Video: Killer nurse gets life in prison

updated 3/2/2006 5:42:29 PM ET 2006-03-02T22:42:29

A nurse who killed at least 29 patients was sent to prison for the rest of his life Thursday after his victims’ loved ones angrily branded him “vermin,” “garbage” and a “monster” who ruined lives and shattered their faith in the medical profession.

Charles Cullen — one of the most prolific killers the U.S. health care industry has ever seen — escaped the death penalty after making a deal with prosecutors to tell them which patients he killed with hard-to-detect drug injections.

He received 11 consecutive life terms at a tense and sometimes turbulent hearing in which he came face-to-face with his victims’ families for the first time. Wearing a bulletproof vest under his sweater, Cullen sat quietly as relatives wept and yelled at him from a lectern about 15 feet from where he sat.

“You betrayed the ancient foundations of the healing professions,” Superior Court Judge Paul Armstrong said as Cullen stood motionless, his eyes closed.

Cullen, 46, pleaded guilty to murdering 22 people in New Jersey and trying to kill three others. He will be sentenced later for seven murders and three attempted murders in Pennsylvania.

Career lasted 16 years
Cullen has claimed to have killed up to 40 people during a career that spanned 16 years and 10 nursing homes and hospitals.

He was fired from five nursing jobs and resigned from two others amid questions about his performance. But he always managed to find another job, in part because hospitals did not share their suspicions for fear of being sued.

New Jersey lawmakers have since passed legislation protecting nursing homes and hospitals from legal action when reporting disciplinary actions taken against employees.

About 60 relatives of the victims attended the sentencing, calling him “trash,” “one pathetic little man” and “an agent from the deepest depths of Hell.” As the family members spoke, he kept his eyes closed, frustrating some of the relatives.

“In case he forgot what my mother looked like, look into my eyes now,” said Richard J. Stoecker, whose mother was murdered in 2003.

IMAGE: WOMAN CONFRONTS KILLER IN COURT
NBC News
Jean Haff, the relative of one of Charles Cullen's victims, confronts the former nurse during his sentencing Thursday.

Some family members said they wished Cullen could die as his victims did, by lethal injection.

“I want you to die tomorrow so that you can meet God tomorrow because guess what? There ain’t no door out of hell, baby,” said Debra Yetter Medina, the granddaughter of victim Mary Natoli.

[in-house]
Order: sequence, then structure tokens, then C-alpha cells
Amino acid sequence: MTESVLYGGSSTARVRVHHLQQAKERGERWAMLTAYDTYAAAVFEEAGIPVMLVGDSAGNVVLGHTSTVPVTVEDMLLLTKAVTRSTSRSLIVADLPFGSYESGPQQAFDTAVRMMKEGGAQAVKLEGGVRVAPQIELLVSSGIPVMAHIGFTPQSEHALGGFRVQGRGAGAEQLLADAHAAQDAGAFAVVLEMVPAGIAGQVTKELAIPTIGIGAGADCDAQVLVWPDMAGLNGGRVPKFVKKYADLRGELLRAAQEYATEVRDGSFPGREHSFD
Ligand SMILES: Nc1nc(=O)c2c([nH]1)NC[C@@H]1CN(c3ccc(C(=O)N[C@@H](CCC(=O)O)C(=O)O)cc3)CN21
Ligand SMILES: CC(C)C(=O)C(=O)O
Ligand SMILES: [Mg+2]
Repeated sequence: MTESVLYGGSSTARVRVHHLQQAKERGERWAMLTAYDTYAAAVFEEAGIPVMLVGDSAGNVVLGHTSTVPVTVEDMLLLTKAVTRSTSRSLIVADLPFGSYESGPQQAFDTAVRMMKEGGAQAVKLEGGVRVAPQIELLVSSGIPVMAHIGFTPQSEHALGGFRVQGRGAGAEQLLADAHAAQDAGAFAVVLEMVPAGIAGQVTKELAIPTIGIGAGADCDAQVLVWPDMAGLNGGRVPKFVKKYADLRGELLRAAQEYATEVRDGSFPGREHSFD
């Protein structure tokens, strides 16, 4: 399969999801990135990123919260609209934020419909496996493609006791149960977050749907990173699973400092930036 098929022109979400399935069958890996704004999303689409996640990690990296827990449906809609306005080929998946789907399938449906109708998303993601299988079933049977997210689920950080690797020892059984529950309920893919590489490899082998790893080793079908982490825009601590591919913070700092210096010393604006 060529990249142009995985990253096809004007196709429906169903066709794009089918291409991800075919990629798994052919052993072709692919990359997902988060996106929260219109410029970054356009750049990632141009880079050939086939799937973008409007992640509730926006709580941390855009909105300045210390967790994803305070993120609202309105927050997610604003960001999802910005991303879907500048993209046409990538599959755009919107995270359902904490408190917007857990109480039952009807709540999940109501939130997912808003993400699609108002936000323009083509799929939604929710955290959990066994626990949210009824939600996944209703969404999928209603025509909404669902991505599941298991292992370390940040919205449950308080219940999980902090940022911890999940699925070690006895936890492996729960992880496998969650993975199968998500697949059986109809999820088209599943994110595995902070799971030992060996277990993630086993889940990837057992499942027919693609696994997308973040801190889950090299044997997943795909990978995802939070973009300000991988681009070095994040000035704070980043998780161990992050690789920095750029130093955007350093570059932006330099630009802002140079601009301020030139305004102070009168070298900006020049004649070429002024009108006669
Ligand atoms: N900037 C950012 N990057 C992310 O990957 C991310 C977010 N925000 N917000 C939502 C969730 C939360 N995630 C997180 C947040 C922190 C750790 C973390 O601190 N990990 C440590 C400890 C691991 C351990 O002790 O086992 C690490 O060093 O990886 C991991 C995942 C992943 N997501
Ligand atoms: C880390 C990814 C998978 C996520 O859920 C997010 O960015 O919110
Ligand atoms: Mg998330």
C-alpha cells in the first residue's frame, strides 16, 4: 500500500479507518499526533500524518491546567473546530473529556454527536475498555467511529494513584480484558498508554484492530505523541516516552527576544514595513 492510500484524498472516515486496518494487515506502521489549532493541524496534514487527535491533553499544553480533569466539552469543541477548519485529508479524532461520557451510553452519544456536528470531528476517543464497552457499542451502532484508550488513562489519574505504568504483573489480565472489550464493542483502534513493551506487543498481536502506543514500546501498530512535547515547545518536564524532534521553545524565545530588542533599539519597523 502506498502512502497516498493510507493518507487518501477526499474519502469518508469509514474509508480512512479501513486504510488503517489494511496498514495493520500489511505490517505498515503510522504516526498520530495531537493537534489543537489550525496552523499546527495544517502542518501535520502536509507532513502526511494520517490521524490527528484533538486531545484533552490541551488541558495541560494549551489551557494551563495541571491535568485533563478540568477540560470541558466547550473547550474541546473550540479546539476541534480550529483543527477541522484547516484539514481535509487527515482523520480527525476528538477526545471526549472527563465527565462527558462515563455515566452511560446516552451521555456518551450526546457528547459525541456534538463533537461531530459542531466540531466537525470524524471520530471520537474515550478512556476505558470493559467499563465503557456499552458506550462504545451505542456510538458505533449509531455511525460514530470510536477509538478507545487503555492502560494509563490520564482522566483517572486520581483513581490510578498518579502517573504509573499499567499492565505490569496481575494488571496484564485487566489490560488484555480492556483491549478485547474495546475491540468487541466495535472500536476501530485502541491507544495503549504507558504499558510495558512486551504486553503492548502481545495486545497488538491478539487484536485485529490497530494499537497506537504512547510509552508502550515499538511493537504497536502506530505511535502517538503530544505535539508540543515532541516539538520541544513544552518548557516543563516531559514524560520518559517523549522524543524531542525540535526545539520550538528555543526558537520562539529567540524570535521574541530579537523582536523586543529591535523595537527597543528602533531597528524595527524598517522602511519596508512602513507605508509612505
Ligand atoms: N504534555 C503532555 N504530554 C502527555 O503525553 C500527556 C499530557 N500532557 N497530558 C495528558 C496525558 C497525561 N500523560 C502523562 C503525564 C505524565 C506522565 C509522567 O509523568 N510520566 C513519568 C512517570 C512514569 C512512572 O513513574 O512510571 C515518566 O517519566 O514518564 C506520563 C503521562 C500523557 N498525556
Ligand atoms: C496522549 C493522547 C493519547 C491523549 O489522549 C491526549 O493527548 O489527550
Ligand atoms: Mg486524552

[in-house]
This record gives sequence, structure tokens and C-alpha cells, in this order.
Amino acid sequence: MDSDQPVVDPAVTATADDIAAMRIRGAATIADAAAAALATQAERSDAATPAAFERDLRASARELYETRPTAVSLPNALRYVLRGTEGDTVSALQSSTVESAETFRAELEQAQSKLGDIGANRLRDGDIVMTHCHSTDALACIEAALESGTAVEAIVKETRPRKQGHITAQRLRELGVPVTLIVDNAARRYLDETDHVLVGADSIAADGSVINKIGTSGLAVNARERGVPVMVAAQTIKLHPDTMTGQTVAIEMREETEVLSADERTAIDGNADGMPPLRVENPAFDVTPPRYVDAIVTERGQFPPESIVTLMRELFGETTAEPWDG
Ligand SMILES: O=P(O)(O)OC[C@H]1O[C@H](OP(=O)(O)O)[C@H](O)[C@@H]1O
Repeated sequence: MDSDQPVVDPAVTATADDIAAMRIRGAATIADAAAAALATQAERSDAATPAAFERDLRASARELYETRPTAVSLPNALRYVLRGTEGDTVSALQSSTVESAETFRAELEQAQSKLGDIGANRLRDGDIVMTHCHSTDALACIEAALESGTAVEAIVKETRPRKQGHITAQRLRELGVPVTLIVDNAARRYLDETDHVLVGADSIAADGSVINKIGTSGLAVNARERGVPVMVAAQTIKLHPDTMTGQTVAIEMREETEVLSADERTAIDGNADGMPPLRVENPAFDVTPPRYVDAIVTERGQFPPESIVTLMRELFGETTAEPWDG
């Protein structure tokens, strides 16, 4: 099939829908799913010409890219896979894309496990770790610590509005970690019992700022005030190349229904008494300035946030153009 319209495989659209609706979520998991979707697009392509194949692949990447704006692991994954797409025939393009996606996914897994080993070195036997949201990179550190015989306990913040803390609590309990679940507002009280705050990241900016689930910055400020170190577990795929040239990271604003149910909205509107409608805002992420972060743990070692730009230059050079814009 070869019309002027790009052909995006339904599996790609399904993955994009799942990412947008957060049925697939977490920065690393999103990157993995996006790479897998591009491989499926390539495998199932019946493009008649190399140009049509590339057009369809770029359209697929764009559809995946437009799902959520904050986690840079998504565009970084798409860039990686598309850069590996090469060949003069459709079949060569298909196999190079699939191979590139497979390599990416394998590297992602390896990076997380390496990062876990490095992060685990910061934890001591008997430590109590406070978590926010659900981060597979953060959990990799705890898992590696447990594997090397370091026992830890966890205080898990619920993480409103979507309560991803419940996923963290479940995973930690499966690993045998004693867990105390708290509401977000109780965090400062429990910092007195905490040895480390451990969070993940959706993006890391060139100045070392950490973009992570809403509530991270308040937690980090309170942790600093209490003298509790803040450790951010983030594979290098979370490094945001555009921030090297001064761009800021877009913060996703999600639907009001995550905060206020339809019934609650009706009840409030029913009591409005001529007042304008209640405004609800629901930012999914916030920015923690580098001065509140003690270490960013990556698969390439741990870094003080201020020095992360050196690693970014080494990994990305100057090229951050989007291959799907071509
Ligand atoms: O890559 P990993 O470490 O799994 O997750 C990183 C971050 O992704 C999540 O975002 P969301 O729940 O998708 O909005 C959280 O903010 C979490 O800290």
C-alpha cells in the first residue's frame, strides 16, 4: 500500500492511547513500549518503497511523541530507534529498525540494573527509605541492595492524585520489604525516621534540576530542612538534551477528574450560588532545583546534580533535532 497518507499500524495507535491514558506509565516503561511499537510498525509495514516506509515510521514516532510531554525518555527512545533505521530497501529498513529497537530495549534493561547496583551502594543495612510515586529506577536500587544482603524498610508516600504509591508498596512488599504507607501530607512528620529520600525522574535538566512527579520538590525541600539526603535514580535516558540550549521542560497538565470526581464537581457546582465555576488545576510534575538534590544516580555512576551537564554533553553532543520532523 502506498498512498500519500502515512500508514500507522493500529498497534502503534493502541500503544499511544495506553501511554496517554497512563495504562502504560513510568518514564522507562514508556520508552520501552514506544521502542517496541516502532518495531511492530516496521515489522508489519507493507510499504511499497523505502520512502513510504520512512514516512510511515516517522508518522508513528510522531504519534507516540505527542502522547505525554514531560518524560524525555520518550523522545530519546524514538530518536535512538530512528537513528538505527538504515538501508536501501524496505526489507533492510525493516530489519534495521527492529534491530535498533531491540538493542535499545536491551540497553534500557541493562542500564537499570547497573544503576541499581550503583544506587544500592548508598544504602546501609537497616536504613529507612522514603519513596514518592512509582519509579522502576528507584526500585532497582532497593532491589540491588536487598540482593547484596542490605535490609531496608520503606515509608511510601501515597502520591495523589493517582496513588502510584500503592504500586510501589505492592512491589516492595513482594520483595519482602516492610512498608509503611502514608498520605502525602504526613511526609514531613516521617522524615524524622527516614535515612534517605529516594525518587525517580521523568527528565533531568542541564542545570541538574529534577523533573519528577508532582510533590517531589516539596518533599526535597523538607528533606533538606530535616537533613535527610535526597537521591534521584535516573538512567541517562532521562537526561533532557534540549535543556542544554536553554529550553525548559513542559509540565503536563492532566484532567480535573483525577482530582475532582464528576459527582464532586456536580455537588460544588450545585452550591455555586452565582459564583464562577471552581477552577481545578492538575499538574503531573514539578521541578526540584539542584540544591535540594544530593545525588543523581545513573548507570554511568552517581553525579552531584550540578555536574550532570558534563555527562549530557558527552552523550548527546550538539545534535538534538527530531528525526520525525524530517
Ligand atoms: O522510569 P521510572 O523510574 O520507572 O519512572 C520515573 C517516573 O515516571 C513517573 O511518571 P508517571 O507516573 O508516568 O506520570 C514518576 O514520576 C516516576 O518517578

Cullen declined to make a statement, telling the judge he had “nothing to say” and disappointing families who had hoped to hear him explain why he committed the crimes.

'We will never feel safe in a hospital'
John Shanagher, whose father was murdered, said his family “will never feel safe in a hospital again. We will never feel we can trust the medical profession again.”

Dolores Stasienko of Kitty Hawk, N.C., said Cullen “will always be known as the monster.” She held a photo of her father, Giacomino “Jack” Toto, 89, who was murdered in 2003.

“After today, we will finally toss aside his name and face, like the garbage he is,” said Emily Stoecker, whose mother-in-law, Eleanor, was killed.

Other relatives talked of how the killings ruined marriages, careers and report cards.

“My heart, it aches for my son,” said Mary Strenko, whose 21-year-old son was Charles Cullen’s youngest victim. “I walk around with a hole in my heart.”

Cullen has admitted to using lethal doses of medications — usually the heart medication digoxin — to kill patients. He told authorities when he was arrested in 2003 that he killed “very sick” patients, and described the slayings as mercy killings.

Deaths not seen as murder until later
Many of the deaths were not recognized as murders at the time, in part because many of the victims were old or sickly. Cullen was finally caught after officials at Somerset Medical Center in Somerville began noticing that patients who died or nearly did had unusually high levels of digoxin in their bodies.

Cullen agreed to help investigators solve his killings. In exchange, prosecutors in all seven counties where he worked agreed not to seek the death penalty.

Because of the frailties of his memory and imprecise — and in some cases, destroyed — medical records, it is unclear whether authorities have identified all of his victims. Investigations remain open in two New Jersey counties.

Twenty lawsuits have been filed against the facilities where Cullen worked.

In other similar cases around the country, nurse’s aide Donald Harvey pleaded guilty in 1987 to at least 34 murders in Ohio and Kentucky and was sentenced to life in prison, and coronary-care nurse Robert Diaz was convicted in 1984 of killing 12 elderly patients in California with lethal doses of heart drugs.

Some family members said they were satisfied with Cullen’s sentence, while others complained it will do little to end their suffering.

“There isn’t closure for the families. You just have to deal with it. I don’t think there ever will be closure,” said Lucille Gall, whose brother was murdered in 2003.

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